Whilst Bury disappeared from the Football League ranks, Bolton Wanderers on the other hand were clinging on to their league status by their fingernails and had managed to make it to the opening day of the campaign, losing 2-0 at Wycombe Wanderers. I then decided to get tickets for Bolton’s first home game of the season against Coventry City. I don’t think that they were expecting such a big crowd and as a result the programmes at the ground had sold out, thankfully though I managed to get hold of one later on the internet. The University of Bolton Stadium (previously the Reebok Stadium and Macron Stadium), was another new ground for me – this is a recurring theme as I have deliberately avoided grounds I have already been to – rules eh!

Due to their financial difficulties Bolton Wanderers had gone into administration, been deducted 12 points, and had to field their youngest ever team. The Trotters did not name a single senior player in their starting line-up, with the 11 players on the pitch at kick-off having an average age of just 19.

Despite their lack of experience, Wanderers fared valiantly against an attacking Coventry side, who thought they had taken the lead when Wesley Jobello turned in from close range before it was ruled out for offside. The Sky Blues had another goal disallowed for offside soon after the break when Amadou Bakayoko bundled home from a deflection off Jordy Hiwula. You can imagine the look on his face as he came sliding towards the Bolton fans on his knees in celebration when the goal was chalked off.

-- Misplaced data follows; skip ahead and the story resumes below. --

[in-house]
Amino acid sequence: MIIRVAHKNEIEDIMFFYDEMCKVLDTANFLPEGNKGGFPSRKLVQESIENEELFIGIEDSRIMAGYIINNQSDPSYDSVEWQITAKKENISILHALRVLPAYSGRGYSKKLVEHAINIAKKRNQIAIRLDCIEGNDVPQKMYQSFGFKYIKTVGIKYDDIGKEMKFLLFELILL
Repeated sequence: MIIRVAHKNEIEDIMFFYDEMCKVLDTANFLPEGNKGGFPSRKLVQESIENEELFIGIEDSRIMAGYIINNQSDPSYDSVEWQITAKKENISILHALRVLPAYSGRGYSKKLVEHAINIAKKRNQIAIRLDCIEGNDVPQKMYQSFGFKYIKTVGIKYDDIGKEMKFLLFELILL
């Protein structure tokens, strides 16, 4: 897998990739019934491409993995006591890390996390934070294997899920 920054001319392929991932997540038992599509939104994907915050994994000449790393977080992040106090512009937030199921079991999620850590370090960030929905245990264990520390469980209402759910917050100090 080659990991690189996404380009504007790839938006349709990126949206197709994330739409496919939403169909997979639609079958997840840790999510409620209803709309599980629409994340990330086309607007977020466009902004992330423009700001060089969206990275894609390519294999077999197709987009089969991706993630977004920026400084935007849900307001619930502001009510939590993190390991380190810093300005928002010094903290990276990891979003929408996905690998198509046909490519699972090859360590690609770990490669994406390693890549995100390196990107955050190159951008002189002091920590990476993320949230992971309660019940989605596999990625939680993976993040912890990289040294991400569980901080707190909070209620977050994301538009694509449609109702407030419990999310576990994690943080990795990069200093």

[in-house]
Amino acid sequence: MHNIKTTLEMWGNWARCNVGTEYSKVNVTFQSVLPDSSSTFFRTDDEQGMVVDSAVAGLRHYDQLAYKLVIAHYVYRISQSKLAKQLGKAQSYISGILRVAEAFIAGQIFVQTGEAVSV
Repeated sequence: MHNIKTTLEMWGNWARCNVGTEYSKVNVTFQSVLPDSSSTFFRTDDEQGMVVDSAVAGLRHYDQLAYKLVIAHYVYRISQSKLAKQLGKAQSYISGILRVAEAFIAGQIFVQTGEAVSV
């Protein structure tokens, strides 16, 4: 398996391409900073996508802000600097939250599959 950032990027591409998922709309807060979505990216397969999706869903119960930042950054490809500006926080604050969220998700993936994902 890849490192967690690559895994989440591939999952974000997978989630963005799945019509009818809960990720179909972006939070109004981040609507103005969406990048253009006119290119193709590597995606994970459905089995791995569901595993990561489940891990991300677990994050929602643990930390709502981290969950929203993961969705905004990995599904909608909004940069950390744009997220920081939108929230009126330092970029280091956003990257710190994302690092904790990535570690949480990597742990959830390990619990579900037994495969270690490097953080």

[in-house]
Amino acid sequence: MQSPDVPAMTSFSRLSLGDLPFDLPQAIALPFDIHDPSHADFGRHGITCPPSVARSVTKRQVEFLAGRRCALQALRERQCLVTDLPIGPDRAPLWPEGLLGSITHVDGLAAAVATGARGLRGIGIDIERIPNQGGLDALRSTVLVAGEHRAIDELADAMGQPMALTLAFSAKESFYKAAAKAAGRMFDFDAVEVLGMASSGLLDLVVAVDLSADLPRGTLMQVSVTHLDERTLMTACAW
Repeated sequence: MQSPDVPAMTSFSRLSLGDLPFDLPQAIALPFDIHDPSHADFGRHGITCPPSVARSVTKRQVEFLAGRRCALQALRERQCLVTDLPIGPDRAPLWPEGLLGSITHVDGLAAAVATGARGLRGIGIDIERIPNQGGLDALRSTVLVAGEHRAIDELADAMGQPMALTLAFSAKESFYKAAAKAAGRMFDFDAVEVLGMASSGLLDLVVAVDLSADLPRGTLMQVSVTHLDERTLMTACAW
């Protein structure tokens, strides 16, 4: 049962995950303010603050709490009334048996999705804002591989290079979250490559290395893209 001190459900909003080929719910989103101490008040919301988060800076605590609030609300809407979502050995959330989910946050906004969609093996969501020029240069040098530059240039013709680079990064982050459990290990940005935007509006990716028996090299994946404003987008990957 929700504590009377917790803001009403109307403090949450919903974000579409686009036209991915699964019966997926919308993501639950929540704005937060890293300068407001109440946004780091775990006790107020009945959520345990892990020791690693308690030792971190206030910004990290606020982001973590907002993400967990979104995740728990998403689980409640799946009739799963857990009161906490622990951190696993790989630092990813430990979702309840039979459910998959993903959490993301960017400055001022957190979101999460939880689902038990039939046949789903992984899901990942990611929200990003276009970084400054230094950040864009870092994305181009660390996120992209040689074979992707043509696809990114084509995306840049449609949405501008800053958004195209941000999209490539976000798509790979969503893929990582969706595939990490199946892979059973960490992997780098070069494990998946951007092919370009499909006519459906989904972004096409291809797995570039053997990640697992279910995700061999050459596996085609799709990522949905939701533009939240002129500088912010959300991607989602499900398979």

Bolton’s best chance of the match came after Finlay Hurford-Lockett’s cross was almost fired home by Eddie Brown deep into the second half. Incredibly, Coventry then had a third goal disallowed for offside as the game moved into the closing minutes, after Maxime Biamou slotted in from point-blank range. At the whistle, the Trotters had held Coventry City to a goalless draw to claim their first point of the League One season. A most enjoyable match primarily due to the tireless running of the Bolton youngsters and well appreciated by a large crowd of almost 9,000, swelled by 2,500 Coventry fans who joined in the appreciation for the Bolton players. I don’t know if it’s a record, but the Bolton squad numbers that day added up to over 500, including goalkeeper Matt Alexander wearing No: 43 and the substitute keeper, Luke Hutchinson wearing No: 46.

Saturday 10 August 2019

Sky Bet League One

Bolton Wanderers 0 Coventry City 0

Venue: University of Bolton Stadium

Attendance: 8,901

Bolton Wanderers: Alexander, Brockbank, Edwards, Zouma, White, King-Harmes (Hurford-Lockett 67’), Graham, Weir, Politic, Brown, Darcy

Unused substitutes: Boon, Senior, Brown-Sterling, Richards, Riley, Hutchinson

Coventry City: Marosi, Dabo, McFadzean, Rose, Mason, Westbrooke (Bapaga 87’), Kelly, Shipley, Jobello, Bakayoko (Godden 61’), Hiwula-Mayifuila (Biamou 60’)

Unused substitutes: Wilson, Hyam, McCallum, Eccles


Steve Blighton

2011/12: FA Cup 6th Round

Tragedy, disaster – words too easily and oft banded about by the football media, managers, players and fans alike on the occasion of a single mistake, in connection with a single match or perhaps when reflecting on a season. Every now and again an event happens within the football world that does truly justifies their use.